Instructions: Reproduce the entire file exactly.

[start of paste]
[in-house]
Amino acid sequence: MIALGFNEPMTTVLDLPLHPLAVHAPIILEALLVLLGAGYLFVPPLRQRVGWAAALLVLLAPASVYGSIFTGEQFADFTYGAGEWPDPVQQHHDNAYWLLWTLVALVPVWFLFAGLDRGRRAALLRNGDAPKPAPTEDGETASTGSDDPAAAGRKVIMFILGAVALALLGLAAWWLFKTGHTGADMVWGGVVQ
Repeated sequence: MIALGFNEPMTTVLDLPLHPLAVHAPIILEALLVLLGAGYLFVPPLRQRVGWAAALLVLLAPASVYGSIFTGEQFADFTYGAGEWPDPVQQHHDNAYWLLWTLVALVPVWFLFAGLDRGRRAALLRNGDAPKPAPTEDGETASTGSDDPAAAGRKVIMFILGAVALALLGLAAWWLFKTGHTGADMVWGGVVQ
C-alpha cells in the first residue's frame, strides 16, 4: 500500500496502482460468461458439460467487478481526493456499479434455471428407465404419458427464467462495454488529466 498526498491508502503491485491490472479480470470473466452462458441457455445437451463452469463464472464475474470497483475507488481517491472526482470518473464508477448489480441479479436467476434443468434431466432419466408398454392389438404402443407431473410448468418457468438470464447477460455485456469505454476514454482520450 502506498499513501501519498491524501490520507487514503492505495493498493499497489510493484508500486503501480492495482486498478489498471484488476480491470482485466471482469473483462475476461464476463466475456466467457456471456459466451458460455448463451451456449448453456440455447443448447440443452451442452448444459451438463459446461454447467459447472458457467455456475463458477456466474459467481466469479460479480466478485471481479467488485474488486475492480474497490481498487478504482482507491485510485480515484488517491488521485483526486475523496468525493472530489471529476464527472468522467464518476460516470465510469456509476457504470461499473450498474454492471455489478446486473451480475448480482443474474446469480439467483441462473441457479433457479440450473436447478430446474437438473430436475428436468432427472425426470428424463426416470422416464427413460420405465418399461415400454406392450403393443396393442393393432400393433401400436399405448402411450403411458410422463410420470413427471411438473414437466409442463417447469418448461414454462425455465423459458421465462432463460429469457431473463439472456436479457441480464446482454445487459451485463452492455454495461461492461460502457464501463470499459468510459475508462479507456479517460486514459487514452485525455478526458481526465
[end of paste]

[in-house]
Amino acid sequence: MIALGFNEPMTTVLDLPLHPLAVHAPIILEALLVLLGAGYLFVPPLRQRVGWAAALLVLLAPASVYGSIFTGEQFADFTYGAGEWPDPVQQHHDNAYWLLWTLVALVPVWFLFAGLDRGRRAALLRNGDAPKPAPTEDGETASTGSDDPAAAGRKVIMFILGAVALALLGLAAWWLFKTGHTGADMVWGGVVQ
Repeated sequence: MIALGFNEPMTTVLDLPLHPLAVHAPIILEALLVLLGAGYLFVPPLRQRVGWAAALLVLLAPASVYGSIFTGEQFADFTYGAGEWPDPVQQHHDNAYWLLWTLVALVPVWFLFAGLDRGRRAALLRNGDAPKPAPTEDGETASTGSDDPAAAGRKVIMFILGAVALALLGLAAWWLFKTGHTGADMVWGGVVQ
C-alpha cells in the first residue's frame, strides 16, 4: 500500500496502482460468461458439460467487478481526493456499479434455471428407465404419458427464467462495454488529466 498526498491508502503491485491490472479480470470473466452462458441457455445437451463452469463464472464475474470497483475507488481517491472526482470518473464508477448489480441479479436467476434443468434431466432419466408398454392389438404402443407431473410448468418457468438470464447477460455485456469505454476514454482520450 502506498499513501501519498491524501490520507487514503492505495493498493499497489510493484508500486503501480492495482486498478489498471484488476480491470482485466471482469473483462475476461464476463466475456466467457456471456459466451458460455448463451451456449448453456440455447443448447440443452451442452448444459451438463459446461454447467459447472458457467455456475463458477456466474459467481466469479460479480466478485471481479467488485474488486475492480474497490481498487478504482482507491485510485480515484488517491488521485483526486475523496468525493472530489471529476464527472468522467464518476460516470465510469456509476457504470461499473450498474454492471455489478446486473451480475448480482443474474446469480439467483441462473441457479433457479440450473436447478430446474437438473430436475428436468432427472425426470428424463426416470422416464427413460420405465418399461415400454406392450403393443396393442393393432400393433401400436399405448402411450403411458410422463410420470413427471411438473414437466409442463417447469418448461414454462425455465423459458421465462432463460429469457431473463439472456436479457441480464446482454445487459451485463452492455454495461461492461460502457464501463470499459468510459475508462479507456479517460486514459487514452485525455478526458481526465